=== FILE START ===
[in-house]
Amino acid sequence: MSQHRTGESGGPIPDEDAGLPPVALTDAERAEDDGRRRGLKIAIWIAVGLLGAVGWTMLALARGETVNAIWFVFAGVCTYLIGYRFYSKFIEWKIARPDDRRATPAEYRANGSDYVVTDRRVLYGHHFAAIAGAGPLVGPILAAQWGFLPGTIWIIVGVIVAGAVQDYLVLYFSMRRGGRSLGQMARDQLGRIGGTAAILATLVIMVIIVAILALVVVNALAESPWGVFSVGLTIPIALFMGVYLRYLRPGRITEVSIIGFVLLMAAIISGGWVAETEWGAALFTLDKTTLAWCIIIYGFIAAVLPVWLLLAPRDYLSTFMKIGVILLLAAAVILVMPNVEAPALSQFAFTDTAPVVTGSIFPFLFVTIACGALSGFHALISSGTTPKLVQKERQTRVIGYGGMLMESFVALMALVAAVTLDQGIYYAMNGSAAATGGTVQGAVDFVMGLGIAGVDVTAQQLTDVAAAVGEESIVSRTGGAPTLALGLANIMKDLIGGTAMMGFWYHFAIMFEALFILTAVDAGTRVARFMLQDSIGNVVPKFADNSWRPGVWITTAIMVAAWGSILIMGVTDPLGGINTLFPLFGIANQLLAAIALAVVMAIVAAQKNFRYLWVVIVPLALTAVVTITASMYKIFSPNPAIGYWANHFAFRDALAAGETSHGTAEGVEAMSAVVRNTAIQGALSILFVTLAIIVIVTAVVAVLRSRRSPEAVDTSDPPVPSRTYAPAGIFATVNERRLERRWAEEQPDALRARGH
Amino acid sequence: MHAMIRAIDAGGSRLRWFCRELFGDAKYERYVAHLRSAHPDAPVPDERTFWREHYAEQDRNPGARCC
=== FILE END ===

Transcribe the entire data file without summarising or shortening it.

[in-house]
Amino acid sequence: MSQHRTGESGGPIPDEDAGLPPVALTDAERAEDDGRRRGLKIAIWIAVGLLGAVGWTMLALARGETVNAIWFVFAGVCTYLIGYRFYSKFIEWKIARPDDRRATPAEYRANGSDYVVTDRRVLYGHHFAAIAGAGPLVGPILAAQWGFLPGTIWIIVGVIVAGAVQDYLVLYFSMRRGGRSLGQMARDQLGRIGGTAAILATLVIMVIIVAILALVVVNALAESPWGVFSVGLTIPIALFMGVYLRYLRPGRITEVSIIGFVLLMAAIISGGWVAETEWGAALFTLDKTTLAWCIIIYGFIAAVLPVWLLLAPRDYLSTFMKIGVILLLAAAVILVMPNVEAPALSQFAFTDTAPVVTGSIFPFLFVTIACGALSGFHALISSGTTPKLVQKERQTRVIGYGGMLMESFVALMALVAAVTLDQGIYYAMNGSAAATGGTVQGAVDFVMGLGIAGVDVTAQQLTDVAAAVGEESIVSRTGGAPTLALGLANIMKDLIGGTAMMGFWYHFAIMFEALFILTAVDAGTRVARFMLQDSIGNVVPKFADNSWRPGVWITTAIMVAAWGSILIMGVTDPLGGINTLFPLFGIANQLLAAIALAVVMAIVAAQKNFRYLWVVIVPLALTAVVTITASMYKIFSPNPAIGYWANHFAFRDALAAGETSHGTAEGVEAMSAVVRNTAIQGALSILFVTLAIIVIVTAVVAVLRSRRSPEAVDTSDPPVPSRTYAPAGIFATVNERRLERRWAEEQPDALRARGH
Amino acid sequence: MHAMIRAIDAGGSRLRWFCRELFGDAKYERYVAHLRSAHPDAPVPDERTFWREHYAEQDRNPGARCC